Families will be hit by a 54% surge in energy bills from today. With rises in National Insurance payments, council tax and inflation many could suffer spiralling debt and physical and mental health issues
Image: Ben Cawthra/LNP)
Already battered by the cost of living crisis, millions of families face an even bleaker future from today thanks to a string of price hikes.
There are fears 400,000 children who were pulled out of poverty thanks to the £20 Universal Credit uplift could be plunged straight back in unless the Chancellor acts now.
Families will be hit by a 54% surge in energy bills from today and with rises in National Insurance payments, council tax and inflation many could suffer spiralling debt and physical and mental health issues.
Citizens Advice warned around five million people will be unable to pay their gas or electricity bills from this month. And The Resolution Foundation has calculated the cost of living crisis will push 1.3 million households into absolute poverty.
Mr Sunak’s mini-Budget last week was branded “woefully inadequate” as it did little to ease the soaring financial burden on families.
TUC General Secretary Frances O’Grady said: “People shouldn’t be struggling to cover the basics. But millions of families have been pushed to breaking point by spiralling bills and soaring inflation.
“We need an emergency Budget to bring down energy bills and to boost pay, Universal Credit and pensions.”
Fuel poverty charity National Energy Action chief executive Adam Scorer added: “This is the biggest energy price shock in living memory. Millions of people will be priced out of adequate levels of heating and power.
“Many people on the lowest incomes will be crushed. Quality of life for millions of people will plummet.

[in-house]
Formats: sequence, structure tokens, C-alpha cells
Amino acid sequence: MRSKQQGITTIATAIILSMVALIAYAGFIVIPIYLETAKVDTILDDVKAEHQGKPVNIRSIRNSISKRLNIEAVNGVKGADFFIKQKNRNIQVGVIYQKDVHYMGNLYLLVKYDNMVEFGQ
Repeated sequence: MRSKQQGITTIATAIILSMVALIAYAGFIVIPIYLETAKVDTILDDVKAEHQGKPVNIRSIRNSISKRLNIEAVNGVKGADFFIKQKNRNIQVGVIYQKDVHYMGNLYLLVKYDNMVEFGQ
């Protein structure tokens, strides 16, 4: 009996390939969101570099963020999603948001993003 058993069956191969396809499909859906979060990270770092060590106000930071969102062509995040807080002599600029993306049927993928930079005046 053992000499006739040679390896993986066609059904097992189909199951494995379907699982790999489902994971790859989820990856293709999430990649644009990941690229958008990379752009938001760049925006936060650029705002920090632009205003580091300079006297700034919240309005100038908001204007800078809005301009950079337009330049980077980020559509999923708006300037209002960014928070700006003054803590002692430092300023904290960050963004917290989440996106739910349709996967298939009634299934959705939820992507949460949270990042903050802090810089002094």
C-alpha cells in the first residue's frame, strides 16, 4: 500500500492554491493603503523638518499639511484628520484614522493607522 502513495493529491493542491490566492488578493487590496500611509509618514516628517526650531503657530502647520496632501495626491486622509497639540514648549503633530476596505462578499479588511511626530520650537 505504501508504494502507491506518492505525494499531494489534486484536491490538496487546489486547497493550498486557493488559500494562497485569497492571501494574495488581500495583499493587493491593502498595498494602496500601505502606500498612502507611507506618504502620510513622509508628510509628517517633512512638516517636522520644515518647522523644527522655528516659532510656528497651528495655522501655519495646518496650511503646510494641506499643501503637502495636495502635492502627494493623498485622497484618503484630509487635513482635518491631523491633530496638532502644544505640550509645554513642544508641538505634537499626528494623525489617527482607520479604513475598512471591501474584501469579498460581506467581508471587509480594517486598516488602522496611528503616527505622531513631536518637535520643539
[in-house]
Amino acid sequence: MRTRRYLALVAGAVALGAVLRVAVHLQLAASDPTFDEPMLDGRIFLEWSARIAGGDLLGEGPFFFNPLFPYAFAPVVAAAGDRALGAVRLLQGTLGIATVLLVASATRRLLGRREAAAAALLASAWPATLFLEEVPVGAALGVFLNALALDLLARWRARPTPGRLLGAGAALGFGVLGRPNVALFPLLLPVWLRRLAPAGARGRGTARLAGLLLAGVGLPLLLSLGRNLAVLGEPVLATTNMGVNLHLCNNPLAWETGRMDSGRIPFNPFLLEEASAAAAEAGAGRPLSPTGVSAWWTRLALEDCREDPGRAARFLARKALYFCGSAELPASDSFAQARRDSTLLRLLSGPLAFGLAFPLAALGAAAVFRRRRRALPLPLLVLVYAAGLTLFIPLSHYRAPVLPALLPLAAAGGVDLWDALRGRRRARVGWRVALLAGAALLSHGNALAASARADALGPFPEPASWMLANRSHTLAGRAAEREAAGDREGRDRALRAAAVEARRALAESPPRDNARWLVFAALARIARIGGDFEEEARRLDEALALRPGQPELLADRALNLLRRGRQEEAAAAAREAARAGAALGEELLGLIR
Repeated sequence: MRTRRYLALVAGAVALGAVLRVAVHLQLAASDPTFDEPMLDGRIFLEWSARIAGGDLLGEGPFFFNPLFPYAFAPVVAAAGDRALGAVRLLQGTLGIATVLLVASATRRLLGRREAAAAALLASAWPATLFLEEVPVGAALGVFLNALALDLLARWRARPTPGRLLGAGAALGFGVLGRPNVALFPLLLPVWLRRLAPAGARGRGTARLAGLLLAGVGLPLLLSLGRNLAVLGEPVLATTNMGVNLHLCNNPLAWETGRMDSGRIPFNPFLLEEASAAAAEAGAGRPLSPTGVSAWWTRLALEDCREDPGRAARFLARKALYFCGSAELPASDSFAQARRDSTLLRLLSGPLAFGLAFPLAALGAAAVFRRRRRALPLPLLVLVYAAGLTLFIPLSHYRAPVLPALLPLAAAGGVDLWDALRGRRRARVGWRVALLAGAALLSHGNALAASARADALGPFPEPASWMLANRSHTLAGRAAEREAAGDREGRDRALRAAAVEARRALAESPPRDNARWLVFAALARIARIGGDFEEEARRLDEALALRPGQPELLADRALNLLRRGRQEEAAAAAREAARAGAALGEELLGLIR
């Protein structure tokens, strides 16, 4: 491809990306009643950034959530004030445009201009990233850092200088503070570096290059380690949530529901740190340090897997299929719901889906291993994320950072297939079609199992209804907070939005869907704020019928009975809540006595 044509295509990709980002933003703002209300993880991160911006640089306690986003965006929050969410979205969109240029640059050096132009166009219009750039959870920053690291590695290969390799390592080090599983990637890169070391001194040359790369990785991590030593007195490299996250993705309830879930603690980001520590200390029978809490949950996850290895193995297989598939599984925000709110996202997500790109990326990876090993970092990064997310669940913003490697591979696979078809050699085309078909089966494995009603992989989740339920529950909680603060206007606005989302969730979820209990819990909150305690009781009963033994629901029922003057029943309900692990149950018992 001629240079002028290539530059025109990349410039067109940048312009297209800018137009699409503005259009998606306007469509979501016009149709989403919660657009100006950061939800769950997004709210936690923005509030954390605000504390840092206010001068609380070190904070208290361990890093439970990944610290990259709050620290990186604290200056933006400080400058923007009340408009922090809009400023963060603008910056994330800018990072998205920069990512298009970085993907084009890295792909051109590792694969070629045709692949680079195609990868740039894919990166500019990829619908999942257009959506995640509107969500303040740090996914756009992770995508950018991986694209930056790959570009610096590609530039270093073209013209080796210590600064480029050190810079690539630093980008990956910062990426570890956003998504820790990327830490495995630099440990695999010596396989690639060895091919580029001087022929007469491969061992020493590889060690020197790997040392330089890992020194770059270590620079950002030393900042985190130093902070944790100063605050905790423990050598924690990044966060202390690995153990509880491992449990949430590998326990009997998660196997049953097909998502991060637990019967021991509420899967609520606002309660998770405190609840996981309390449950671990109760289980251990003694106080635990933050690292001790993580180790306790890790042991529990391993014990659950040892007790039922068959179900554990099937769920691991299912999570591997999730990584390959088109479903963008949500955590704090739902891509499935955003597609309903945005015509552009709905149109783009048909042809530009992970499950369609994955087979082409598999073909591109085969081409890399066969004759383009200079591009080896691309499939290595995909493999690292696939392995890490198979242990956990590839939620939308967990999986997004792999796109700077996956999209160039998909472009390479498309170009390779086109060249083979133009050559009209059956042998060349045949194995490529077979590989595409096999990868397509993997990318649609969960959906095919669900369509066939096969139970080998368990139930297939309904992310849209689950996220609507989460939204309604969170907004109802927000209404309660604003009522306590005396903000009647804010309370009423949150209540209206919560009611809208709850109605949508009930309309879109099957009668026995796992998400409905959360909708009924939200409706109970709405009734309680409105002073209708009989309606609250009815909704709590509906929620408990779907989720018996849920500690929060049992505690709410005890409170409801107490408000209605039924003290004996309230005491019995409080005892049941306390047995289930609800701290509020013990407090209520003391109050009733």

“Debt will spiral. Physical and mental health will suffer.”
The Joseph Rowntree Foundation’s Katie Schmuecker said: “For people on the lowest incomes, the next few months could be truly catastrophic.”
Figures show 3.9m children were living in deprivation in 2021 and the figure could soar after No10 cut Universal Credit by £20.
The Child Poverty Action Group’s Alison Garnham said: “Many of the children lifted out of poverty by the £20 increase to UC have already been forced back over the brink by the Government’s actions.
“And as millions struggle with spiralling costs, the picture will worsen.”
AFP via Getty Images)
Shadow Chancellor Rachel Reeves again called on Millionaire Mr Sunak to slap a windfall tax on mega-rich energy firms to help cut bills for households.
Research has shown many households were already at “breaking point”, even before this new wave of price rises kick in
Energy bills will rise at least 10 times faster than wages this year., surging on average by £693 a year to £1,971.
Prepayment meter customers will have an increase of £708 a year to £2,017. Water bills, TV subscriptions, phone bills and even first class stamp prices are also going up this month.
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Car parking charges for NHS workers will come back today, after being scrapped as staff battled the pandemic.
And while benefits are due to rise by just 3.1%, that is half the current inflation rate of 6.2% – itself tipped to soar to 8%.
New polling by Ipsos foundMr Sunak’s mini-Budget has done little to reduce concerns about the rising cost of living.
No10 said: “We are taking action worth over £22billion next financial year to help people with the cost of their energy bills and to ensure people keep more of their money.”
Our Cost of Living team of experts are here to help YOU through a very difficult year.
They’ll be bringing you the latest money news stories and also providing specialist advice.
Whether it’s rocketing energy bills, the cost of the weekly shop or increased taxes, our team will be with you all the way.
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Here are five ways Chancellor Rishi Sunak could help with the cost of living:
1 Halt the rise in National Insurance contributions coming into force on April 6 and replace it with a fairer tax that hits the very wealthy, not the young and low-paid.
2 Impose a windfall tax on the oil and gas giants to fund a rebate on people’s energy bills.
3 Immediately raise the national minimum wage to £10 a hour to help people with rising food and fuel bills.
4 Increase pensions in line with inflation to help the two million pensioners living in poverty.
5 Reverse the £20 cut to Universal Credit to prevent more families, including hundreds of thousands of children, from falling into poverty.